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Daniel Warren Johnson is back again with a pro-wrestling comic full of heart, emotion, and absolute ass-kickery of the highest quality.
Writing/Plot
Pencils/Inks
Colors
Letters

Review: DO A POWERBOMB #1 – Heart And Power From The Top Ropes

From contemporary comics powerhouse Daniel Warren Johnson (Murder Falcon, Beta Ray Bill) comes a wrestling comic full of genuine heart and absolute kick-assery in Do A Powerbomb #1. Featuring colors by Mike Spicer, this opening issue is full of hope, tragedy, and absolutely incredible action. With a powerful script, an unexpected genre-blending twist, and Johnson’s usual medium-best art, this love-letter to wrestling and family is the absolute must-read from the Image roster this month.

“Lona Steelrose wants to be a pro wrestler, but she’s living under the shadow of her mother, the best to ever do it. Everything changes when a wrestling-obsessed necromancer asks her to join the grandest pro wrestling tournament of all time, which is also the most dangerous! It’s The Wrestler meets Dragonball Z in a tale where the competitors get more than they ever bargained for!”

Writing & Plot

When handled skillfully, familiar tropes can and will still pack a huge punch. Johnson does just that with the story here in Do A Powerbomb #1. This comic takes inspiration from hundreds of other stories with the whole “continuing a legacy” plot, but here it’s handled with such genuine emotion and shock that it still comes out as very compelling. Seeing Lona Steelrose and her family together rooting for her mom, the greatest wrestler of her time, is some truly inspirational stuff. There’s a real heart to Johnson’s character writing that makes the familiar elements in this story just feel so good to read. When the tragedy strikes, it lands painfully. It is truly surprising just how much impact the turn of events in this has, and it’s all because of how great Johnson is at creating emotional sincerity in his work.

Outside of the strictly character-focused dialogue and plot-building, this comic feels absolutely epic. As someone who isn’t into wrestling, this issue hooked me with just how unbelievably cool the sport is presented here. Most of this is in how Johnson draws it, but there’s a lot of great energy in the writing as well. The writing for the announcer as the wrestlers make their way to the ring had my hair on end, and the banter between the two fighters is the perfect blend of hokey and badass. The big genre turn at the end of the book is the perfect cap to this high-energy love letter to wrestling and comic book-style fantasy action storytelling. Much like Murder Falcon, Johnson wears his influences on his sleeves and it absolutely rules.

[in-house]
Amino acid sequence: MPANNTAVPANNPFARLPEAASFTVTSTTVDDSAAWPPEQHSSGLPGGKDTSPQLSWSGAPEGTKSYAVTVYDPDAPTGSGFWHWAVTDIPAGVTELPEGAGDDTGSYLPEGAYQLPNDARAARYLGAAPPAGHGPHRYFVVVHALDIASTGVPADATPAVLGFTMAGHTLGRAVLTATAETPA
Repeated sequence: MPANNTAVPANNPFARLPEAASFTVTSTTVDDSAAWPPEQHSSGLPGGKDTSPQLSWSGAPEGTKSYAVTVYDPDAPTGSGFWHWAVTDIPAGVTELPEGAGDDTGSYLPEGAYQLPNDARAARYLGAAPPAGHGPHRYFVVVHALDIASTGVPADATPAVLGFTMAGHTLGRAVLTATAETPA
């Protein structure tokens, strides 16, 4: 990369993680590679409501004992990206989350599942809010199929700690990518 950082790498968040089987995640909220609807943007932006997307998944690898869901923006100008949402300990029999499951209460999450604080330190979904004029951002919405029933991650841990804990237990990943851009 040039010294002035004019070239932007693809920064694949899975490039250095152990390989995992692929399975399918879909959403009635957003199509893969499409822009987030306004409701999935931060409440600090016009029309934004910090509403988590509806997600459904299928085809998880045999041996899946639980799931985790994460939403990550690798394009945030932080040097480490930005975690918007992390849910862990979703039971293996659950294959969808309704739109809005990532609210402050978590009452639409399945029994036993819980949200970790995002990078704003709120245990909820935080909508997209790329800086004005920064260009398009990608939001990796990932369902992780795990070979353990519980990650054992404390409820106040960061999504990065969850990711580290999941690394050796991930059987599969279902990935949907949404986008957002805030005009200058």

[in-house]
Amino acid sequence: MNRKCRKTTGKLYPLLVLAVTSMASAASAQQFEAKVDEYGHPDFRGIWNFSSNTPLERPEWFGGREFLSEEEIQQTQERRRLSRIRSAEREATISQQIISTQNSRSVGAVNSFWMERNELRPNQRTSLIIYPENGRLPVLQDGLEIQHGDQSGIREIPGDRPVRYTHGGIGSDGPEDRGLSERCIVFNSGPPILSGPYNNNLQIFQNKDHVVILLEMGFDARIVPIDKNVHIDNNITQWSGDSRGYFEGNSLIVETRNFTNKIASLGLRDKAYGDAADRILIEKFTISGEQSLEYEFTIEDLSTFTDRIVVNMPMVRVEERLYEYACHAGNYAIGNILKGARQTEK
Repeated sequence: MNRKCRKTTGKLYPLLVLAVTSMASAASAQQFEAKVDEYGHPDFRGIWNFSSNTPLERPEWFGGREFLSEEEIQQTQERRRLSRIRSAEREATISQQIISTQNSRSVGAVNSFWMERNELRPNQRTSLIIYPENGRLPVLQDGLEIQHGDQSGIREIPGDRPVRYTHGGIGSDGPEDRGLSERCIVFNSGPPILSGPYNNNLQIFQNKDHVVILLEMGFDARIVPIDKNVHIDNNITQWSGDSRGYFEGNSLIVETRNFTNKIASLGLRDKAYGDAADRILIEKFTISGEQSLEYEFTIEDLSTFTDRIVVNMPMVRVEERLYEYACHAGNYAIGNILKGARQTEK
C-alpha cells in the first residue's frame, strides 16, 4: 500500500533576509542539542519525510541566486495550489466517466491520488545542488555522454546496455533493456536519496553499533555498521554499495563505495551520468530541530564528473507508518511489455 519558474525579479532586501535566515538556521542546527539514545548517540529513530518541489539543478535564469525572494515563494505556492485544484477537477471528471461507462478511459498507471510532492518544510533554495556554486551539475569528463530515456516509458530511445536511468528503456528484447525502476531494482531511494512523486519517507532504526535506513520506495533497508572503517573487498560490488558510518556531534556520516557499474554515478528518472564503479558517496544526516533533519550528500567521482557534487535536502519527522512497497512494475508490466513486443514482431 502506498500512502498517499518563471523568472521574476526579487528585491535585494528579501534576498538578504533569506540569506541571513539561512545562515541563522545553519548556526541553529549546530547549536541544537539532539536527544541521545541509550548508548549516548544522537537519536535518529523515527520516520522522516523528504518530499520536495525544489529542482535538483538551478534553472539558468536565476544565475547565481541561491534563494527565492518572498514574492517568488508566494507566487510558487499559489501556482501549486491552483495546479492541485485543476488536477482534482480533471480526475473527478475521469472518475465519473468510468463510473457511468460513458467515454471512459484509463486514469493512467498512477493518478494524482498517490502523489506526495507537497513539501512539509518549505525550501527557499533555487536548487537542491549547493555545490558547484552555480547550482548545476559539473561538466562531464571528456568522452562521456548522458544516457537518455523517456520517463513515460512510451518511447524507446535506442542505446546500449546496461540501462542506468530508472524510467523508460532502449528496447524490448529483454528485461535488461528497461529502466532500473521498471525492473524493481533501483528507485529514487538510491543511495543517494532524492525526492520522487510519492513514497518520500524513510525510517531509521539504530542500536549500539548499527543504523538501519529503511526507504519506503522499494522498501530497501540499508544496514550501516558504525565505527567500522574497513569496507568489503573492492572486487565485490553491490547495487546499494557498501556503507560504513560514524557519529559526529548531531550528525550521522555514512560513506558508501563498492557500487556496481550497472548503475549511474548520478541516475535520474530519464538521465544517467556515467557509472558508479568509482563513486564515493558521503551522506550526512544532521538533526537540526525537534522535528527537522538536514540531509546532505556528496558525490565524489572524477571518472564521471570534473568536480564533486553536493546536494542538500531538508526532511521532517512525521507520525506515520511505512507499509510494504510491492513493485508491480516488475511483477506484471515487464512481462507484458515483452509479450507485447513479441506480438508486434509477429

Art Direction

It isn’t exactly a surprise that Daniel Warren Johnson’s art in Do A Powerbomb #1 is, in professional terms, rad as hell. The Wonder Woman: Dead Earth creator’s pencils and page compositions will draw readers into their scenes with detail then give them whiplash with the sheer ferocity of his action sequences. His characters are all memorably designed, and this goes triple for his excellent wrestling costumes. The spectacle of the wrestling ring and the match that ensues in the first half of the comic is easily one of the most memorable sequences in recent comics. The choreography? Utterly phenomenal. Johnson’s love of wrestling explodes across every panel with spot-on accurate moves that are perfectly exaggerated when they need to be. The whole comic’s aesthetic is so explosively energetic that by the time the setting change occurs at the end, it’s a surprise – but it totally works. There’s such an over-the-top display of the love of both wrestling and the comics medium comes out in Johnson’s ability to craft absolute visual dynamite. Intimate, emotional moments land with perfect sincerity because of how Johnson builds and frames the scenes.  Every positive said about the writing before is truthfully only so good because the art is doing the actual lifting for the story. This comic is an absolute marvel of visual storytelling, and I cannot wait to see what happens next now that the story’s big genre-bending twist has been revealed.

DWJ’s frequent collaborator Mike Spicer is on hand with the colors for Powerbomb, and as usual, the man absolutely destroys it. Spicer perfectly adds even more vivid energy and dimension to Johnson’s already stunning pencils. Every panel and sequence has just the right atmosphere and energy thanks to the colors. The lighting in the ring gives the sequence an audible effect that rarely feels so intense when reading a comic. The somber or quiet moments are toned down with darker and calmer hues. When the weird, out of this world stuff hits, it feels like the reader is stepping out of AEW and into He-Man. Finally, Johnson’s own letters are every bit as much a part of the visual experience as the pencils and colors. His hand-drawn fonts shrink and explode with every line, and his SFX bring nothing but pure power to the sequences. This is, visually, an adrenaline rush of a comic and a screaming example of what makes this medium so special.

Verdict

Do A Powerbomb #1 is an absolute marvel of a comic book. A perfect blend of massive thrills and genuine emotional weight, Daniel Warren Johnson crafts a beautiful and powerful love letter to comics and wrestling. With help from Mike Spicer’s colors, this is easily one of the most powerful, creative, and wildly kickass debut issues of the year. Be sure to grab this new release when it hits shelves on June 15th!

Justin Munday
Justin Munday
Reader and hoarder of comics. Quietly sipping coffee, reading, and watching sci-fi in Knoxville, TN.

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Review: DO A POWERBOMB #1 - Heart And Power From The Top RopesDaniel Warren Johnson is back again with a pro-wrestling comic full of heart, emotion, and absolute ass-kickery of the highest quality.